Parent View Questionnaire
Many thanks to all those who contributed. The participation was very creditable, with 104 responses on the Ofsted Parent View website and 12 on the paper version. This compares well with Summer 2016 when there were 90 responses to the Ofsted website and no paper version. It falls short of the 160 responses to the Ofsted website in December 2016 but that was under different circumstances as it was during the Ofsted inspection.
You can view the results of the online responses on the Ofsted Parent View website. Out of the responses on paper there was one disagree that the school deals effectively with bullying and one disagree that their child receives appropriate homework for their age but they were otherwise favourable.
To assist us further, we should be grateful:-
if those who disagreed or strongly disagreed that their child receives appropriate homework for their age could let us know why they think the homework is not appropriate and what they consider would be appropriate and
if those who disagreed or strongly disagreed that they receive valuable information from the school about their child’s progress could let us know why they think the information they receive is not valuable and what information they consider would be valuable and
if those who said they would not recommend the school to another parent could let us know why.
Please email your views to firstname.lastname@example.org or write to the school.
Michael Kirby, Chair of Governors
Being a School Governor
In the last year the school’s governing body has seen four of its six parent governor positions refreshed with new parents. The new parent governors are Chris Adams, Tim Hyams, Joanna Quinlivan and Iain Playle who join the two existing ones Kevin Goodeve and Simon Williams. The four of us who are new to the role wanted to tell you a little bit about what a parent governor is, how we help the school and our first impressions of the job.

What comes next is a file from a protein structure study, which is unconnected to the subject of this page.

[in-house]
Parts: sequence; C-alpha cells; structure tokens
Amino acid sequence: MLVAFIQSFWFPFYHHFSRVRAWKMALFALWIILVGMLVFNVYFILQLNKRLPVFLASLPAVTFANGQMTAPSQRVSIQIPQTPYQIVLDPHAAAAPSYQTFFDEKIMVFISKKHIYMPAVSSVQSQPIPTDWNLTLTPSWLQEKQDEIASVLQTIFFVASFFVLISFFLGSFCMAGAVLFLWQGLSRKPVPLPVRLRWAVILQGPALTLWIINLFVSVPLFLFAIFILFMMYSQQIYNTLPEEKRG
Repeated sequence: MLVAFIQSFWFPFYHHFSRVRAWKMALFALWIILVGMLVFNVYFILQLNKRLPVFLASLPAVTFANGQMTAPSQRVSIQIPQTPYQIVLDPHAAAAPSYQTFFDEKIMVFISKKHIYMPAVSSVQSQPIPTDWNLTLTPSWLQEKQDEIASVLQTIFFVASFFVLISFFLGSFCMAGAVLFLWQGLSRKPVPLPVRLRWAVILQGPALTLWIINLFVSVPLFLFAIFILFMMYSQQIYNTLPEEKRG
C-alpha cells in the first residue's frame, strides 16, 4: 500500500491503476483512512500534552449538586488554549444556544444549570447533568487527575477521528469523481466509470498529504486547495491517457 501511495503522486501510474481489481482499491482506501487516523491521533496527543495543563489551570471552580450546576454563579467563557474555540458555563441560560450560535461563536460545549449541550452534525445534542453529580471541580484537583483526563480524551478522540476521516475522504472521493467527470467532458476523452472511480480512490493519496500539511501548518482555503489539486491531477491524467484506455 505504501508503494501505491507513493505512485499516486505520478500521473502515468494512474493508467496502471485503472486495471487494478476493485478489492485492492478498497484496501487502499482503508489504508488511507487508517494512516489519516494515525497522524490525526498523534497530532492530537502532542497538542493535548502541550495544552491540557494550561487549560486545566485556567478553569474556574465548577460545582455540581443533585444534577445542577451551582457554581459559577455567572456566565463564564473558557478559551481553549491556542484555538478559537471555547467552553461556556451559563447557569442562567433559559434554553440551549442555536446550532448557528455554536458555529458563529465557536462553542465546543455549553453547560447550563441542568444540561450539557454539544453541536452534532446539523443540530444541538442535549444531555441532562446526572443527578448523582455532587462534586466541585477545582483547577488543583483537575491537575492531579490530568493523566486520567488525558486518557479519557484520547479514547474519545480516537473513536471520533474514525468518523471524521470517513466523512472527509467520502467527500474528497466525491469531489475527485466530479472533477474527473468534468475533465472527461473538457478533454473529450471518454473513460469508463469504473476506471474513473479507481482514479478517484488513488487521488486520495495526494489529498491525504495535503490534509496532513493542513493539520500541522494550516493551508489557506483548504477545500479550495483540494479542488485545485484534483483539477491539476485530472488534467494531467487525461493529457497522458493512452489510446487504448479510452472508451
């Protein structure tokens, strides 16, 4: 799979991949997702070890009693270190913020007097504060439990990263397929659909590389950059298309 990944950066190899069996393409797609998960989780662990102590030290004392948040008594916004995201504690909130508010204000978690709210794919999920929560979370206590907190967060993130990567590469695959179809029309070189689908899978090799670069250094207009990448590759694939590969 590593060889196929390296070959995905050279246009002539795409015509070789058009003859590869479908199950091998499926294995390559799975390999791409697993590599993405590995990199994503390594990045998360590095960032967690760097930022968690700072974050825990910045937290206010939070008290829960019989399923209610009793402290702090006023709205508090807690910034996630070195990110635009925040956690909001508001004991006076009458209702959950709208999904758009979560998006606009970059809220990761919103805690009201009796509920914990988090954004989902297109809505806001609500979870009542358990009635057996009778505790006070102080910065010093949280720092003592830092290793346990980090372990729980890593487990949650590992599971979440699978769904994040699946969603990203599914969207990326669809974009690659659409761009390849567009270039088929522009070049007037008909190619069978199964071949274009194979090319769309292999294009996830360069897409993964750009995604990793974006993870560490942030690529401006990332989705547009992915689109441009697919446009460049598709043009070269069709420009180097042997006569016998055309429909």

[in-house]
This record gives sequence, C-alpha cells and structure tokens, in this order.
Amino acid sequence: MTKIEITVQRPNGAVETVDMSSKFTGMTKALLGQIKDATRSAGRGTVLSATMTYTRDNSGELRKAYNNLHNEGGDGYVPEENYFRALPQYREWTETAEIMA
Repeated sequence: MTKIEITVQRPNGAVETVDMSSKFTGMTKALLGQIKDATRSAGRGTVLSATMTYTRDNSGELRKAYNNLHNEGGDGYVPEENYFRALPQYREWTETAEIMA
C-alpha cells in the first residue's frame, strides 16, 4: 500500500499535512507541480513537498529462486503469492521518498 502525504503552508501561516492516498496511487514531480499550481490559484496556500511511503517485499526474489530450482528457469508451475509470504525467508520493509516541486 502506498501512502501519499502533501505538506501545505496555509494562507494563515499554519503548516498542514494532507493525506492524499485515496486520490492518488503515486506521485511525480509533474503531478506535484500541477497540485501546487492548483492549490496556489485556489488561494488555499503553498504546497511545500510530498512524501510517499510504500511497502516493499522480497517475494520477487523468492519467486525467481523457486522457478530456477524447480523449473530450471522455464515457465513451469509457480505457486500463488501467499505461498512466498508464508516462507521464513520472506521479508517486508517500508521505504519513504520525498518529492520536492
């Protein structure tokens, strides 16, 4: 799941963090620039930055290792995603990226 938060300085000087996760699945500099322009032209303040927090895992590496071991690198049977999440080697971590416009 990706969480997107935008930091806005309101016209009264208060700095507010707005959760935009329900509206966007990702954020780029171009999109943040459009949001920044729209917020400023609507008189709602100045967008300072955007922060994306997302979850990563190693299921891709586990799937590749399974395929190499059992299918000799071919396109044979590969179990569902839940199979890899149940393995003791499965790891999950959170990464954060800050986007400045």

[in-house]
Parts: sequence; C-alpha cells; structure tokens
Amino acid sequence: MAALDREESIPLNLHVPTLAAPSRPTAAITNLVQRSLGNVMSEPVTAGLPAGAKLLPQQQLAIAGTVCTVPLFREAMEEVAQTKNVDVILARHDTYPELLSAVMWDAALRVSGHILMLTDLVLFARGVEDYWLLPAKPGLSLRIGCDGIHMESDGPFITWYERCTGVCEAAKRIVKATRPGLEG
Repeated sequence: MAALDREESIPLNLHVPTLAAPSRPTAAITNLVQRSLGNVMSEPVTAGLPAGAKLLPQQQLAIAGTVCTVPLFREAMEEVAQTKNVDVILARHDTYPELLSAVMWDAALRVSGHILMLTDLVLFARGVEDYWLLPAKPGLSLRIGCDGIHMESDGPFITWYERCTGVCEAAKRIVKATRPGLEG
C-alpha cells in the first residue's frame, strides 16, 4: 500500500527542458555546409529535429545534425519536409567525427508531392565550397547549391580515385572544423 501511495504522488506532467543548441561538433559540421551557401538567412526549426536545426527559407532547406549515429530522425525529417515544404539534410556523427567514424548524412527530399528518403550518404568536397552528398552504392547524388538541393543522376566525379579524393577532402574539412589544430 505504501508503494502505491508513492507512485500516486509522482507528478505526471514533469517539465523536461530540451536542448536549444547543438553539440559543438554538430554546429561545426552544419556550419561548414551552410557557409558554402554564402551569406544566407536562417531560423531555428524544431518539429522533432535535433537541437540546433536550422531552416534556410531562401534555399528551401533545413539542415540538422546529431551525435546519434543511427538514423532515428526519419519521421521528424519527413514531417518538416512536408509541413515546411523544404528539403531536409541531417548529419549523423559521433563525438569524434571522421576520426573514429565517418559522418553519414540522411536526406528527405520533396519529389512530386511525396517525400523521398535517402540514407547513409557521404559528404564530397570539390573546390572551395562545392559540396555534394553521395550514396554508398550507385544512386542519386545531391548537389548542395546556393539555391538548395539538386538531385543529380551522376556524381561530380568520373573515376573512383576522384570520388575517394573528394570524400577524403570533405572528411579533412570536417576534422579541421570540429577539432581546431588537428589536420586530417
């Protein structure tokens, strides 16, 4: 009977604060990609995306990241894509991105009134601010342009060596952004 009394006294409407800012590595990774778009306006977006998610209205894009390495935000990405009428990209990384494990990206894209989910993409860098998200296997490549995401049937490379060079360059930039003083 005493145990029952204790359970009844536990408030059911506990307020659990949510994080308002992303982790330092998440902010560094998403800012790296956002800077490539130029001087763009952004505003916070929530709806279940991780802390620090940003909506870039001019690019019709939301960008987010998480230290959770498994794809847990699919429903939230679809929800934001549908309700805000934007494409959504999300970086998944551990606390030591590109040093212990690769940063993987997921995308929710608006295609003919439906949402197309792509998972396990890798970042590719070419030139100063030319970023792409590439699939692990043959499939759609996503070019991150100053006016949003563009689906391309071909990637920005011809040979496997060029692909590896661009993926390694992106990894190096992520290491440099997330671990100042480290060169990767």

School governing bodies have existed for over 600 years with the first ever being at Winchester College. Nowadays, pretty much every school has one in some form or another. You can think of them as being a bit like the board of a company, broadly doing two important jobs. One is to provide strategic leadership (what should the school be like) and the other is to ensure accountability (making sure that everything is being done properly) for the school.
The governing body is made up of different types of governors. Some are from the wider community, some are staff members, some are the leadership team of the school and some are parents. This variety ensures a healthy range of views and opinions in the governing body. Parent governors are no different to any other type of governor – we just have children who attend the school and part of our role is to make sure that a parental viewpoint is reflected in the governing body.
It is still early days but all four of us have really enjoyed our time so far as parent governors. It has been more work than we expected, a lot to read, a lot to learn, training sessions to attend in evenings and induction training at the weekend, lots of discussions over email on issues, policies and challenges the school faces and probably more meetings than we would like.
We now have a much better appreciation of the work and effort that all the staff put into making your school work and how many little extras so many people contribute through volunteering their time in one way or another. After seeing this it is very rewarding to know that we can help do our bit by being governors trying to make a great school a little bit better.
Being a governor is rewarding and never boring. It does mean giving up a decent chunk of your spare time but if you are prepared to do this none of us would hesitate to recommend becoming a governor the next time a vacancy comes around.